Factsheet 4

Melanotaenia pieruccia Allen & Renyaan, 1996



Heiko Bleher, Paola Pierucci and Patrick de Rham discovered this species in 1995

It has been named in honour of Paola Pierucci.

On an annual club visit to Holland in 1999, I was able to get some nice

specimens of this species of Rainbow fish. All survived the journey home with

no apparent ill effects. They were placed in a 24 x 15 x 12 tank that was planted

with a couple of Amazon swords. At this stage, they were about 2.5 inches long.

They were fed live foods, daphnia, tubifex etc and dried food. As they came into

condition, the females were moved to a tank containing two large spawning

mops. Live food feeding continued and after two days, the male fish were

introduced. This was done in the late evening prior to the lights being turned out.

The next morning, the fish were busily diving in and out of the spawning mops

and within 12 hours, there were many eggs apparent. The eggs were gently taken

off of the mops and placed in a small container with some of the original tank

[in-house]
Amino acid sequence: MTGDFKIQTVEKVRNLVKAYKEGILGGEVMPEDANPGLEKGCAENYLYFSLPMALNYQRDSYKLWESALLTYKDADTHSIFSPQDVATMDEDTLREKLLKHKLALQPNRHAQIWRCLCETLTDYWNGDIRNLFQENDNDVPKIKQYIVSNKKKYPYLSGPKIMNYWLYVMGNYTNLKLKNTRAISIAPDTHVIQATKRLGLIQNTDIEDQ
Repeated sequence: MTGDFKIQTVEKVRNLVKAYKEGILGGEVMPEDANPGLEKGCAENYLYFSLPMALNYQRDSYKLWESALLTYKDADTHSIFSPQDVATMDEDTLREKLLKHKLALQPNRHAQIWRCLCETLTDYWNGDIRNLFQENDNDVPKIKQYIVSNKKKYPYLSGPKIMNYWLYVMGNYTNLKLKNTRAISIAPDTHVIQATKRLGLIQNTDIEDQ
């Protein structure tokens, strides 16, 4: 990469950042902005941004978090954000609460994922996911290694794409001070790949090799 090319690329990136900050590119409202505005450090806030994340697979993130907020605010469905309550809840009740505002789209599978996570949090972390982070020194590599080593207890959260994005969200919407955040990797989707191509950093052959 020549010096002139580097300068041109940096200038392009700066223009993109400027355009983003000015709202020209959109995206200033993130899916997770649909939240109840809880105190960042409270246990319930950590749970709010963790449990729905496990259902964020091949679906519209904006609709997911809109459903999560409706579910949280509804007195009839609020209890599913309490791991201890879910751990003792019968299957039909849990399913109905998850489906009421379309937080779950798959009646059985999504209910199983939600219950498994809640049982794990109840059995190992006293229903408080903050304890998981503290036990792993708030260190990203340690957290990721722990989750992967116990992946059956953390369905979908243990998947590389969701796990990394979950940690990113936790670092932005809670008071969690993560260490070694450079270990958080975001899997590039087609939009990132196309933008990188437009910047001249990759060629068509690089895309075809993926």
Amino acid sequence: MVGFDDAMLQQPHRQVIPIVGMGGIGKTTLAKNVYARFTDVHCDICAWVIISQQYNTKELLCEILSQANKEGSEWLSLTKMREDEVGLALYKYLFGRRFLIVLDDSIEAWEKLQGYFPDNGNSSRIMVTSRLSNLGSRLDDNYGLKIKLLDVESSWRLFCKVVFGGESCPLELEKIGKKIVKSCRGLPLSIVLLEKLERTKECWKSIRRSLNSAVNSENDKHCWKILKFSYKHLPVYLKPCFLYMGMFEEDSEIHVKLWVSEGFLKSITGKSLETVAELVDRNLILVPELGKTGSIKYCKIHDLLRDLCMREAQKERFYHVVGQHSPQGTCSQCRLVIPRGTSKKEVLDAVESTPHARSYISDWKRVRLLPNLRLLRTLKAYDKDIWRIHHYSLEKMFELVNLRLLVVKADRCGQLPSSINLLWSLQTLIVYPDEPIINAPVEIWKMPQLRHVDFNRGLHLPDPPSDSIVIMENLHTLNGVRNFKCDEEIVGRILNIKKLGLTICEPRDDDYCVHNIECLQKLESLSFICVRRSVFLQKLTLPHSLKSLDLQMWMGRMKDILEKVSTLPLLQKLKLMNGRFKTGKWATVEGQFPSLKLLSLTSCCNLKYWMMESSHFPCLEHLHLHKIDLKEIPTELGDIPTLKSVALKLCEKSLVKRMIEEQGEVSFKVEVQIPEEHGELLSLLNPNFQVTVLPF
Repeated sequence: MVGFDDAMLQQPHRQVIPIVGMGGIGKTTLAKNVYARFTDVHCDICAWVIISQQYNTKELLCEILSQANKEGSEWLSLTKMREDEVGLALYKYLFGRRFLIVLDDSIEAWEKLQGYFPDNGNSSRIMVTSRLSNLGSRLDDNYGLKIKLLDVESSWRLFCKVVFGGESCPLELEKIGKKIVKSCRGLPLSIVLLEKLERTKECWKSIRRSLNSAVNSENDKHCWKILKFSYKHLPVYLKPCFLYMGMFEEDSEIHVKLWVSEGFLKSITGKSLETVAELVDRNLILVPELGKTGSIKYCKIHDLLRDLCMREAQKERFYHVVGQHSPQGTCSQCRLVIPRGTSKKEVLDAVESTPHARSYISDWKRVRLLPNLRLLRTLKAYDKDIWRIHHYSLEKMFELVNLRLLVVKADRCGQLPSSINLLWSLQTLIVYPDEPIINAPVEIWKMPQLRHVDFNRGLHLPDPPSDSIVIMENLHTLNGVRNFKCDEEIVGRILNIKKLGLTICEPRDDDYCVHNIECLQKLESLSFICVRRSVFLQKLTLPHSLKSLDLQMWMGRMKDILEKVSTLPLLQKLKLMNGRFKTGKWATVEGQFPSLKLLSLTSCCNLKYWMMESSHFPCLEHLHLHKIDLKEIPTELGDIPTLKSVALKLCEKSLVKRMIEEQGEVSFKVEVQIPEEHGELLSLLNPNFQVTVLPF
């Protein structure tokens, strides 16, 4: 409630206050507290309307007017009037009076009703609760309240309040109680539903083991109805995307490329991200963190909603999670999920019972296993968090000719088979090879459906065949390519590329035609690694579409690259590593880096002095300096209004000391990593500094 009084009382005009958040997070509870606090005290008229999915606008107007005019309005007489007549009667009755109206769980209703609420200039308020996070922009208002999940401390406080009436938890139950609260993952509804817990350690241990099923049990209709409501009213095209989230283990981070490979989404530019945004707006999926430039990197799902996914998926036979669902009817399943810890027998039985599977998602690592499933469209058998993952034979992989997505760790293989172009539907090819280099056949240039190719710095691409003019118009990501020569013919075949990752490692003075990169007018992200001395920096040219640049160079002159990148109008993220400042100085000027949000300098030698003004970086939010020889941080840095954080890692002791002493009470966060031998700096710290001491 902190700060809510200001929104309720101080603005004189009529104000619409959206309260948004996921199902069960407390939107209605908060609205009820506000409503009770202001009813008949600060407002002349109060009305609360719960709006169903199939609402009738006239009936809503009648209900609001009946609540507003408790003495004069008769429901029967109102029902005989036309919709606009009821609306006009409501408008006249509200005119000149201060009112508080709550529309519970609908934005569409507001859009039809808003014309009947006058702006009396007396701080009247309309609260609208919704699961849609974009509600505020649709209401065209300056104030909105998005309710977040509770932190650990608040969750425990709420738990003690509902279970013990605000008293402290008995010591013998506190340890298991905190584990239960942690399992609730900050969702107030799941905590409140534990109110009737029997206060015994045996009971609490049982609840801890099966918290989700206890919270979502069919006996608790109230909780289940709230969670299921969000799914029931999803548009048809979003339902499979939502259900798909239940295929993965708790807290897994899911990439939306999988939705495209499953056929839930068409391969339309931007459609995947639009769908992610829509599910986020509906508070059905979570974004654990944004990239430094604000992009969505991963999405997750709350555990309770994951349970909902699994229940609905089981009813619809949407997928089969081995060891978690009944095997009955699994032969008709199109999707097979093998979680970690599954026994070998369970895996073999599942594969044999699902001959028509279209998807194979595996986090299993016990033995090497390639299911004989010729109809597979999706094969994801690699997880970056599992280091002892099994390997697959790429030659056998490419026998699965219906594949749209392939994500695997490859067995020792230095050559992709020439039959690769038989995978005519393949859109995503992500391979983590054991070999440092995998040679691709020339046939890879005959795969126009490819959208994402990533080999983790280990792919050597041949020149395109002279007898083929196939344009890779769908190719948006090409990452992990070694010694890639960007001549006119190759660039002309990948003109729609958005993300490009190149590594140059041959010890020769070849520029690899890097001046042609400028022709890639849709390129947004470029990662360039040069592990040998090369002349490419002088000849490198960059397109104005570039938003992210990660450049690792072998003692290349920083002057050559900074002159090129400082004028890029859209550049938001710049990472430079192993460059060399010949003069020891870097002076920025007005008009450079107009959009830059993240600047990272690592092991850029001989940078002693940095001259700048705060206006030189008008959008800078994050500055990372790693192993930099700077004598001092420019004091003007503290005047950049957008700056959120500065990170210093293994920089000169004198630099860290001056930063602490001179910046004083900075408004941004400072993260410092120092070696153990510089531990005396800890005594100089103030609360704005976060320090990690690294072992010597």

watcr. Any fungus eggs were removed on a daily basis. After 12 days the eggs

hatched. As the fry hatched, they were transferred to a 10 x 8 x 8inch tank filled

with water from the spawning tank. After 24hours, they were looking for food.

The fry are extremely small, as with all rainbow fishes. I fed liquid fry food,

diluted with water: At the same i introduced a sponge filter. diluted

food was fed at almost a drip-by-cirip basis ensuring that food was available at all

times. Growth was slow and it was some time before they were able to take

micro worm. At approximately 0.25 inches, they were put into a larger tank,

After several weeks, they were taking finely chopped tubifex worms and at this

stage, they started to put on size. After about 3 months of age, they were in the

region of 0.75 to 1 inch long. I only raised about 12 to 2 inches the remainder

were given away to fellow aquarists. Unfortunately the adults did not survive

very long. They came out in boils, bumps and became very sick looking fish. I do

not think it was the dreaded rainbow disease as no other rainbows that I was

keeping at the time or since have shown the symptoms and no special

precautions have been taken.

There are some excellent pictures of this species to be found on the internet.

© Pam Boyle, 2003. This fact sheet may not be reproduced in any form without the permission of the author.